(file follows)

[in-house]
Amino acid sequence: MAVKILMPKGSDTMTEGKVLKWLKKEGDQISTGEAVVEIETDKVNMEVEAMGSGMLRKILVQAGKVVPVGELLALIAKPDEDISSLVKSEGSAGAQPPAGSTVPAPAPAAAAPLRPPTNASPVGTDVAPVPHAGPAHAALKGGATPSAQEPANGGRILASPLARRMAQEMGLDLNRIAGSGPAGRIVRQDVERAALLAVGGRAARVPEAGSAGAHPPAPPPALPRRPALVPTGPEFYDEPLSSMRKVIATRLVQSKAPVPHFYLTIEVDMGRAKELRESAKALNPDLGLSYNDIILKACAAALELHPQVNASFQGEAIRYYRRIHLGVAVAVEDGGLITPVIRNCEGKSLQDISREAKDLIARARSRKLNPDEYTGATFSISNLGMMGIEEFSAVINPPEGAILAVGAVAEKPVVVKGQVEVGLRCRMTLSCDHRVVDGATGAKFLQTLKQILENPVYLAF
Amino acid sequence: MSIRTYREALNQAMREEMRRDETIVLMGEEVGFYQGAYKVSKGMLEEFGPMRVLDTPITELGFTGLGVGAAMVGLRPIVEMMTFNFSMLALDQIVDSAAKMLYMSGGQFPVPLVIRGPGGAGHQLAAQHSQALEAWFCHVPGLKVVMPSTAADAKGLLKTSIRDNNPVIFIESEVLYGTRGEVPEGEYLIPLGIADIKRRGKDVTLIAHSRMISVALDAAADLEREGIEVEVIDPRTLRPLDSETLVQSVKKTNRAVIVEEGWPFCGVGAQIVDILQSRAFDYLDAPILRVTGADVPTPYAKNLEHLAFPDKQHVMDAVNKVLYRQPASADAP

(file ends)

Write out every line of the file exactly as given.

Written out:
[in-house]
Amino acid sequence: MAVKILMPKGSDTMTEGKVLKWLKKEGDQISTGEAVVEIETDKVNMEVEAMGSGMLRKILVQAGKVVPVGELLALIAKPDEDISSLVKSEGSAGAQPPAGSTVPAPAPAAAAPLRPPTNASPVGTDVAPVPHAGPAHAALKGGATPSAQEPANGGRILASPLARRMAQEMGLDLNRIAGSGPAGRIVRQDVERAALLAVGGRAARVPEAGSAGAHPPAPPPALPRRPALVPTGPEFYDEPLSSMRKVIATRLVQSKAPVPHFYLTIEVDMGRAKELRESAKALNPDLGLSYNDIILKACAAALELHPQVNASFQGEAIRYYRRIHLGVAVAVEDGGLITPVIRNCEGKSLQDISREAKDLIARARSRKLNPDEYTGATFSISNLGMMGIEEFSAVINPPEGAILAVGAVAEKPVVVKGQVEVGLRCRMTLSCDHRVVDGATGAKFLQTLKQILENPVYLAF
Amino acid sequence: MSIRTYREALNQAMREEMRRDETIVLMGEEVGFYQGAYKVSKGMLEEFGPMRVLDTPITELGFTGLGVGAAMVGLRPIVEMMTFNFSMLALDQIVDSAAKMLYMSGGQFPVPLVIRGPGGAGHQLAAQHSQALEAWFCHVPGLKVVMPSTAADAKGLLKTSIRDNNPVIFIESEVLYGTRGEVPEGEYLIPLGIADIKRRGKDVTLIAHSRMISVALDAAADLEREGIEVEVIDPRTLRPLDSETLVQSVKKTNRAVIVEEGWPFCGVGAQIVDILQSRAFDYLDAPILRVTGADVPTPYAKNLEHLAFPDKQHVMDAVNKVLYRQPASADAP